NEW YORK — Stocks returned to record levels on Wednesday as a rebound in oil prices boosted energy stocks. The stock market also gained after the completion of midterm elections that saw Republicans take control of the Senate.

The direction of the stock market has been dictated by swings in the price of oil this week. Energy stocks plunged on Monday and Tuesday on reports that Saudi Arabia was cutting prices for U.S.-bound crude. On Wednesday, oil rebounded on a smaller-than-expected increase in overall U.S. supplies.

Devon Energy was the biggest gainer in the Standard & Poor’s 500 index after it reported record oil production late Tuesday and said that its third-quarter earnings more than doubled to $1.02 billion. The results were better than Wall Street analysts had forecast.

The stock market has returned to record levels after a sharp slump last month. The rebound has been fueled by a combination of rising corporate earnings and evidence that the economy is maintaining its gradual recovery.

“We’re within the midst of a secular bull market right now, and I do believe the general trend right now in the U.S. stock market is going to be upward,” said Kevin Mahn, President and Chief Investment Officer at Hennion & Walsh Asset Management.

The S&P 500 rose 11.47 points, or 0.6 percent, to 2,023.57. That surpassed the previous record of 2,018.05 set on Friday. The Dow Jones industrial average gained 100.69 points, or 0.6 percent, to 17,484.53. The index is also at an all-time high. The Nasdaq composite fell two points, or less than 0.1 percent, to 4,620.72.

Investors also assessed the impact of the midterm elections.

America awoke Wednesday to sharper dividing lines in an already divided government. Republicans gained control of the Senate and strengthened their hold on the House in a wave of Election Day victories late Tuesday. Republicans racked up Senate victories in seven states, including GOP-leaning Arkansas, Montana, South Dakota and West Virginia.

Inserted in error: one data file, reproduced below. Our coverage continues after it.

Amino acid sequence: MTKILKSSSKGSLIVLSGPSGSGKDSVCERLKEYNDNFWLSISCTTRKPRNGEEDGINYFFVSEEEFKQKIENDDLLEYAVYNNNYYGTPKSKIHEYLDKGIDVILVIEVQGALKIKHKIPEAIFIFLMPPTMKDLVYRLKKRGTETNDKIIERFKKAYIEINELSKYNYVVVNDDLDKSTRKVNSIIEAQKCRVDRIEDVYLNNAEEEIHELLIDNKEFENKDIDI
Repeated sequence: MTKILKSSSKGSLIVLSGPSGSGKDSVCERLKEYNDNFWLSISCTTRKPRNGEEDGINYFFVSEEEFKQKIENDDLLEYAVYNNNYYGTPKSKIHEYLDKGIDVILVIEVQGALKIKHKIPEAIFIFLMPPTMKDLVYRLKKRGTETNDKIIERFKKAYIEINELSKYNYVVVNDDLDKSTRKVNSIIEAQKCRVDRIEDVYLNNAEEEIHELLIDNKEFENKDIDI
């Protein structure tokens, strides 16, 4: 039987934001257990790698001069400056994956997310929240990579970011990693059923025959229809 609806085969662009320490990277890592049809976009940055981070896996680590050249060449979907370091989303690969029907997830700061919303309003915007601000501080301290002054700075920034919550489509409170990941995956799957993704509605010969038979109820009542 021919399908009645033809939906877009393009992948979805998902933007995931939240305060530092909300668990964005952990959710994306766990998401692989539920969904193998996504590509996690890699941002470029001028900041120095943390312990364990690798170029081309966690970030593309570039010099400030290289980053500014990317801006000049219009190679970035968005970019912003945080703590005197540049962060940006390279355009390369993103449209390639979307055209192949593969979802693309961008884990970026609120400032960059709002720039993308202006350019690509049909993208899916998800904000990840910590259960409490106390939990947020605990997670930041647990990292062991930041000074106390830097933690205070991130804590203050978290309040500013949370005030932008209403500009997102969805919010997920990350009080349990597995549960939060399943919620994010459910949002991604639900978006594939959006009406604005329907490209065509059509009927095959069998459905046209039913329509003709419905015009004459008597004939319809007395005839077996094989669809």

Many analysts pointed out though that a divided government isn’t necessarily negative for the stock market.

Evaluating data going back to 1946, analysts at S&P Capital IQ found that the stock market had its best returns when a Democratic President was opposed by a unified Republican Congress. In the eight years when that combination was in place the S&P 500 index gained an average of 15.1 percent.

The worst returns occurred when a Republican president was working with a split Congress. In that scenario, stocks rose an average of just 3.5 percent a year.

Despite this week’s events in Washington, what matters more for investors when evaluating companies is the strength of their balance sheets and their earnings potential, said W. Janet Dougherty, a global investment specialist based in Chicago with J.P. Morgan Private Bank.

“In the near-term what happens in Washington shouldn’t deter you, or impact how you’re investing,” Dougherty said. “It really does come down to fundamentals.”

Investors also got some encouraging news on hiring on Wednesday.

U.S. companies added 230,000 jobs in October, payroll processer ADP said Wednesday. That’s the most in four months and a sign that businesses are still willing to hire despite signs of slowing growth overseas.